Specimen 4408 (Fig. 1) is a fluted point made of black, opaque obsidian with white inclusions.  This volcanic glass has been identified by Richard Hughes as the Lookout Mountain variety of Casa Diablo obsidian (Geo Kline, pers. comm. 2006).  A hydration band width measurement of the specimen was not attempted due to the weathered condition of the point which seriously limited the chances for a useful result.  This decision was advised, based on an inspection of the artifact by Tom Origer.
 
Protein residue analysis of the artifact has been conducted by the Paleoresearch Institute of Golden, Colorado.  The analysis found a positive reaction only for Cervidae, the deer family, which includes deer, elk and moose (Geo Kline, pers. comm. 2006).  
 
The specimen has maximum dimensions of 65.3x36.79x9.7 mm in length, width and thickness.  It weighs 25.7 g.  The maximum width of this piece is close to the base while the thickest portion is found on the distal third of the artifact.  The base is irregular in outline, but retains a fluting platform remnant from an unsuccessful attempt to flute F2.  This platform remnant was broken in an unfortunate curation event (Appendix B).  The basal cross-section of 4408 is concave-convex.  There is no evidence of edge grinding.  The lateral margins of this base fragment diverge towards the proximal end of the artifact.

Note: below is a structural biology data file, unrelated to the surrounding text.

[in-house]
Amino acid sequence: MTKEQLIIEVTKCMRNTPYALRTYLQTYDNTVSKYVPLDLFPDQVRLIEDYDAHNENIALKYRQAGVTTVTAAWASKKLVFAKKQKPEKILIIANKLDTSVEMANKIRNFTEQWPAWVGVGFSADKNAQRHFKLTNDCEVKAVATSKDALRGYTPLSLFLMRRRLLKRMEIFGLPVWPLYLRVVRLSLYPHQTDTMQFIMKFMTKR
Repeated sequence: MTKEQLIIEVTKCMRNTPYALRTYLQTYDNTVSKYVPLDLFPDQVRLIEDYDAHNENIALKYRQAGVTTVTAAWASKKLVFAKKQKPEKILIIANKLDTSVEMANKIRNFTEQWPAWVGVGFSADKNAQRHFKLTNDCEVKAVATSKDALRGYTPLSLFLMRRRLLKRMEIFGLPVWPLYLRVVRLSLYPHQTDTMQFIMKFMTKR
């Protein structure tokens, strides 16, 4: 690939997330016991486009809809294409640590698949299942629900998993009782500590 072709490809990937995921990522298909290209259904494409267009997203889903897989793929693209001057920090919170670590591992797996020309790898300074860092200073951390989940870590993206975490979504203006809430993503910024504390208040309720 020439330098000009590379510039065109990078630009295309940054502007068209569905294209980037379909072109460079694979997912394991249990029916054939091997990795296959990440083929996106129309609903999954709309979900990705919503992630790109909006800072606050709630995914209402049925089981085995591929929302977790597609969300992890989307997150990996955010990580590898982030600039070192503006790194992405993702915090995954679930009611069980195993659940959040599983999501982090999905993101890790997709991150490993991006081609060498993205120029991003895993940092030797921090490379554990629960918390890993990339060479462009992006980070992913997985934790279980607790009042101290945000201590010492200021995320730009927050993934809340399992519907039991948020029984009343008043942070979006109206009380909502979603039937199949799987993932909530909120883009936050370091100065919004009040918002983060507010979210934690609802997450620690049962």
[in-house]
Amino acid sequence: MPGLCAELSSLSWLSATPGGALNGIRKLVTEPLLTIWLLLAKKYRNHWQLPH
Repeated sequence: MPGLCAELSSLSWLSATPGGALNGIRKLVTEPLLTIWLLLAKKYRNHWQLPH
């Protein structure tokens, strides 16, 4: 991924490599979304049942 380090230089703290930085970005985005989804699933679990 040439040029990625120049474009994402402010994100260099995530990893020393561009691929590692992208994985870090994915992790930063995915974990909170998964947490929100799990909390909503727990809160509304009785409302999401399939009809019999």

The flake scars on both faces are mainly soft hammer percussion biface thinning scars with limited pressure flaking just along both lateral margins of both faces.  This pressure flaking is edge retouch and quite uniform in size and spacing of the scars.  This retouch may have served to serrate both blade edges.  While the past presence of serrated blade edges may be suggested, the eroded condition of this biface precludes a clear identification of this attribute.  In addition, the distal most portion of both blade edges appears to have been reflaked, resulting in a inset margin for the tip portion of both edges (Fig. 1).
 
No attributes indicating thermal alteration or use wear were observed.  However, weathering of the specimen is extensive and precludes the identification of nearly all flake scar attributes requiring magnification.